How to be sure HRV system is up to par
QUESTION: I am moving into a new home and have ordered an HRV system. You had stated in a previous newspaper article many technicians are not knowledgeable in installing these systems. What should I look for when I do the new-home inspection? Thank you, WM
ANSWER: Your question is timely as I recently inspected two newly built homes by the same builder with different HRV installations, one correct and one not. I will offer some guidance on what to look for on the unit in your home.
I am assuming the new-home inspection you’re talking about is the walkthrough with the builder’s representa- tive prior to occupancy. This is not a true inspection since you’re only asked to identify any issues you know about. You’re not likely educated in what to look for, other than cosmetic or obvious defects. Ideally, you could have had a CAHPI inspector accompany you on a full inspection prior to this point, but that was not likely done.
The problem with your inspection is not only the limitation on your knowledge, but the limited time given to you by the builder’s representative and the need to identify items without prior access. However, I do commend you on seeking advice on this issue so you are better prepared for your inspection.
As for evaluation of your HRV, I will try to provide a crash course on what to look for on your walk-through.
Firstly, you should ensure the ducting connected to the HRV unit is going to the right locations. While this may seem rather complicated, it can be simplified considerably by looking for markings or stickers on the HRV unit itself. There will either be a schematic drawing, showing which ducts should be connected to various areas, or labels directly beside the ducts where they connect to the box.
There should be two solid metal ducts connected to the stale air coming from the house and the fresh air to the house connections. The fresh-air duct should be connected to the return-air ducting on the furnace and the stale air to ducting coming from the bathrooms and other areas of the house.
The next two connections should be to insulated ducting, which terminates at hoods outside the house. One will be for the fresh-air intake and the other will be for exhaust air. These vent hoods should be easily visible on the exterior of the house walls or foundation and often have screens or grates integral to prevent pest intrusion. If these ducts appear to be in the correct location, which is not normally a problem in most installations, you can move on to the next step.
The next item to check is the control device for the HRV. This is normally located in a hallway or part of the main living area in the home and usually beside the thermostat for the HVAC systems. There are several different styles of controls, but most have a manual portion of the control and a humidistatic portion.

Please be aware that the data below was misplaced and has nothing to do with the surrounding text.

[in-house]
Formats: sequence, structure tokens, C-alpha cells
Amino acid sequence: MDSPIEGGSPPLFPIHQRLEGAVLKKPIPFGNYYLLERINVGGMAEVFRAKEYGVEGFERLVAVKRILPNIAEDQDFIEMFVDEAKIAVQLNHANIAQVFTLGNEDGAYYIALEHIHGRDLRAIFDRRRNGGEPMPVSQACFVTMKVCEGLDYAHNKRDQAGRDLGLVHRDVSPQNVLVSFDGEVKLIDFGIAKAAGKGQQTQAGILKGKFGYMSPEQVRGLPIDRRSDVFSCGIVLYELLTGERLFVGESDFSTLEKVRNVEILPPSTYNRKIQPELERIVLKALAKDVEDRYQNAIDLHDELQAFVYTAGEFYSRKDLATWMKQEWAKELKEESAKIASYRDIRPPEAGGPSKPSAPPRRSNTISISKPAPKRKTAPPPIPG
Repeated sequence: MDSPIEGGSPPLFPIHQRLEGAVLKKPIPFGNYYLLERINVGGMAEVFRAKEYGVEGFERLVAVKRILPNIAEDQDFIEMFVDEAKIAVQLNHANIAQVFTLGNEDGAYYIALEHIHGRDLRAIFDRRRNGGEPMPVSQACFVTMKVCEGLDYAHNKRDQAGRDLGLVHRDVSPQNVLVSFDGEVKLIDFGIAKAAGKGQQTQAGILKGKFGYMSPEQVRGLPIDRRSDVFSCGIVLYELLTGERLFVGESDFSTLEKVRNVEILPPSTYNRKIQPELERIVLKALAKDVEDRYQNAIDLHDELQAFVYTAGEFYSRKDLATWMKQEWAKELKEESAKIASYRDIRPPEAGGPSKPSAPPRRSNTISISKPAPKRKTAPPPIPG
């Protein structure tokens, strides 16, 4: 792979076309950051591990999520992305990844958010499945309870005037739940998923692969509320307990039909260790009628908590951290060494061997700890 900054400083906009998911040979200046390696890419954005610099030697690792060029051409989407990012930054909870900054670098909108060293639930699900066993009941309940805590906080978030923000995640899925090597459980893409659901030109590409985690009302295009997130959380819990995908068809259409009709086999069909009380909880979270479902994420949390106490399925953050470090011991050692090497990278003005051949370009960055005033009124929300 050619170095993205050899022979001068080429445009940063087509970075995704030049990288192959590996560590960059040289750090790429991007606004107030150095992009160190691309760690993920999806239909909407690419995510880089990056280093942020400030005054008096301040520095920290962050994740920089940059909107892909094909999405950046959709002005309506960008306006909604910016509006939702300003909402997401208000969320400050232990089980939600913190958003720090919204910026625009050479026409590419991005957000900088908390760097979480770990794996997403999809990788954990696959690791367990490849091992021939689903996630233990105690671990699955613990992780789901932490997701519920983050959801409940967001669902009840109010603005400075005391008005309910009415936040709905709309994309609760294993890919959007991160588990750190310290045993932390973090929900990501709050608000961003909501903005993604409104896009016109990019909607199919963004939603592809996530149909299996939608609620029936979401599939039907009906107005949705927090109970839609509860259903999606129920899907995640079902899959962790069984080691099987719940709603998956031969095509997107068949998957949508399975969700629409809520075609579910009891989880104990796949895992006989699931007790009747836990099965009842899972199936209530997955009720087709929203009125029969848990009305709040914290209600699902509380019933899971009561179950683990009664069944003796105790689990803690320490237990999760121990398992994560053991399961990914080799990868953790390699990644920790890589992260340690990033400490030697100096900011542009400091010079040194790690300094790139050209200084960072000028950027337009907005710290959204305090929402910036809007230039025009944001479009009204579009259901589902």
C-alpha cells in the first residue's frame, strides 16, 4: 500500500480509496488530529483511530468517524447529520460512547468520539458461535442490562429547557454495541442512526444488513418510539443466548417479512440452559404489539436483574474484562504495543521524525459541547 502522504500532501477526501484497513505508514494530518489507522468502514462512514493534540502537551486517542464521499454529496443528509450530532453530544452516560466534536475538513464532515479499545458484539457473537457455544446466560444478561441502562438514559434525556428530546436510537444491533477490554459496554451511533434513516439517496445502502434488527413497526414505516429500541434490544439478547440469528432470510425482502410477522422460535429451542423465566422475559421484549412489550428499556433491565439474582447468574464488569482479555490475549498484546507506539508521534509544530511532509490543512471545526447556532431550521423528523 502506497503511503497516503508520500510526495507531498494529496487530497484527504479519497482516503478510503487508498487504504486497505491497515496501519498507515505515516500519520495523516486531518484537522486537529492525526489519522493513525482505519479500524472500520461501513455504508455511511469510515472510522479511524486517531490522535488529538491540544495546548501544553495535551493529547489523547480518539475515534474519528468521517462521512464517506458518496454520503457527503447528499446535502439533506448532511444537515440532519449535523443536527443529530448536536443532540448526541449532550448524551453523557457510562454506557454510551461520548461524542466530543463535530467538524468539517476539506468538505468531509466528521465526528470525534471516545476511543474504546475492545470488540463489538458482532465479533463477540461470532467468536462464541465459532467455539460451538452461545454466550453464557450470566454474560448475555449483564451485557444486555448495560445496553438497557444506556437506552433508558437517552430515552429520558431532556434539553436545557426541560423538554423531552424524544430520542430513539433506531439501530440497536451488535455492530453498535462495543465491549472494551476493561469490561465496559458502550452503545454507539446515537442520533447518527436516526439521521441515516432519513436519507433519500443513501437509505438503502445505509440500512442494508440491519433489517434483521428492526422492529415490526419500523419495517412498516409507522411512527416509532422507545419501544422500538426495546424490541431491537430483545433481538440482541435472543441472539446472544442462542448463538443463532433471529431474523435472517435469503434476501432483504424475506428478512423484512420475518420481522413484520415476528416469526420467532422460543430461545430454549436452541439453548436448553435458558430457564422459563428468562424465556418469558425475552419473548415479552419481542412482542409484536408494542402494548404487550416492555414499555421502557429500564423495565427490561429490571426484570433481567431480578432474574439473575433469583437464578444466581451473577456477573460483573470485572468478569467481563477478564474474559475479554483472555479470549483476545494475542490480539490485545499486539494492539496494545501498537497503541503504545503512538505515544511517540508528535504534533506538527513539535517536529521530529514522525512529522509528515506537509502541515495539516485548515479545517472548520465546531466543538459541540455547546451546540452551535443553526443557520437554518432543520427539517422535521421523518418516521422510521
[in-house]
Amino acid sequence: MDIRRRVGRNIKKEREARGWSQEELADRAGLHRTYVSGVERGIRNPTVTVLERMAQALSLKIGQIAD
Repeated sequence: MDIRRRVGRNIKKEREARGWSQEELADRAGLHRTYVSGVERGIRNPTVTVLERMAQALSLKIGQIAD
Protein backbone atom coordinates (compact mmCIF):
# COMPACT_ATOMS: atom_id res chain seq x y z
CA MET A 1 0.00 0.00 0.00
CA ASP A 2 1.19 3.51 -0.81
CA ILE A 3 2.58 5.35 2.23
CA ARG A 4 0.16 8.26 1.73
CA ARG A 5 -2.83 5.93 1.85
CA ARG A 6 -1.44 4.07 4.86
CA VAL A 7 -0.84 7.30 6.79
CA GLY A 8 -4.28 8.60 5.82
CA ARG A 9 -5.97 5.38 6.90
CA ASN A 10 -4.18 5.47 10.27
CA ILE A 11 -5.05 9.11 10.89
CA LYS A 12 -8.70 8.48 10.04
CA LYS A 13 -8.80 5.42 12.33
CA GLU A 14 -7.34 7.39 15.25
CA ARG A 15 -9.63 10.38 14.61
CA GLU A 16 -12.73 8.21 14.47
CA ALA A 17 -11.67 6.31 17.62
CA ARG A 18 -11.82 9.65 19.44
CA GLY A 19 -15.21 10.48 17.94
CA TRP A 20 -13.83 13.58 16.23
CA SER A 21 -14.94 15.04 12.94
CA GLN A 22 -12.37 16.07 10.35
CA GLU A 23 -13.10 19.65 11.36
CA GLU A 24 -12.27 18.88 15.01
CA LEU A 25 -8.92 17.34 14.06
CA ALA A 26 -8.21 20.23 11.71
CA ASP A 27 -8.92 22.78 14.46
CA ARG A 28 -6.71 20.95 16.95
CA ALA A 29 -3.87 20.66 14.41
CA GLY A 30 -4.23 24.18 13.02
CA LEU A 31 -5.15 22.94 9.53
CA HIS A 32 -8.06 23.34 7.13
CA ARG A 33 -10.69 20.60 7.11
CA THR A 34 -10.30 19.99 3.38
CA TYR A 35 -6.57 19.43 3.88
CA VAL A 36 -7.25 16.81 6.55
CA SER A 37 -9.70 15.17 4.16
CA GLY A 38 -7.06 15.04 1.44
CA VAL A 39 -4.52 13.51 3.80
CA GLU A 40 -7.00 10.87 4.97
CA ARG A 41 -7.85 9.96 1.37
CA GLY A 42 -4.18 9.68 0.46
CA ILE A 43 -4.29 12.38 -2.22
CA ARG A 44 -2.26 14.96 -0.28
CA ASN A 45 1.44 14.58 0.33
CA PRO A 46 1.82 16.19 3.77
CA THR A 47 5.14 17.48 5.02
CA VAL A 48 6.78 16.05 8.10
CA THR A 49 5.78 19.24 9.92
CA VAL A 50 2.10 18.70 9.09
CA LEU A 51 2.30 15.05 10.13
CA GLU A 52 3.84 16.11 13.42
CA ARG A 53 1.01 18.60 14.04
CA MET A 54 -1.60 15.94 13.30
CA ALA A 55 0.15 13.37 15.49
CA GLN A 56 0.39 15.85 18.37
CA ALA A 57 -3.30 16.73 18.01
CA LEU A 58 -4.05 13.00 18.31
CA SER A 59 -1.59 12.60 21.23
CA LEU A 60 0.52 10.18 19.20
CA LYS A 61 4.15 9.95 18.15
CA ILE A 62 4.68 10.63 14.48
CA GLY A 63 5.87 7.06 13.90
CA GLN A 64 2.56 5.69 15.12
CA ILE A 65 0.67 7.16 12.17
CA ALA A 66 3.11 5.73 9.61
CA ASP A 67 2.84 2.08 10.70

The HRV can also be manually activated with switches in the bathrooms. This aspect replaces the older-style exhaust fans and can be activated much the same way as in older homes. Again, these are most often working fine in most new-home installations.
The main problem seems to be with the humidistatic controls. HRVs are designed to control excessive humidity in homes by exhausting stale, moist house air and replacing it with dry, fresh outside air. This not only removes pollutants from the living space caused by cooking, heating and other human factors, but also eliminates a lot of the moisture produced from these activities.
This can be done manually by turning the HRV on continuously, using the main control or bathroom switches, but may keep the unit running too long, or not long enough. The humidistat on the main control should be adjustable to engage the HRV only when the relative humidity (RH) in the home surpasses a certain level. That level can also be adjusted to accommodate changes in weather and climatic conditions. If that part of the control is not functional, then the HRV is only a more energyefficient version of an exhaust fan and not being used to its maximum potential.
To check if it is working, the HRV should come on automatically when the RH settings are turned down below the normal range without engaging any other switches or controls. It should also shut off when the humidistat is further adjusted above the RH in the home and both levels are normally noted by a small click when the control is rotated beyond that threshold.
The final item to check is whether the HRV controls are cross-connected with the furnace fan. This is important to provide maximum ventilation, especially in some of today’s larger homes. The fans integral with the HRV are quite small, and the furnace fan can be of major assistance to provide effective air circulation when it is used in combination with the HRV.
This can be checked simply by listening to the furnace while the HRV is manually engaged. There may be different settings on the controls to turn this function on or off, so be careful not to jump to conclusions if it doesn’t work when first attempted.
In the last few years, I’ve seen many HRV units improperly installed or not functioning properly. Lately, most of the problems have been non-functioning humidistatic controls, but other items may also be a concern. As with any appliance, HRVs require regular maintenance, which includes cleaning filters and the core as per manufacturer’s instructions.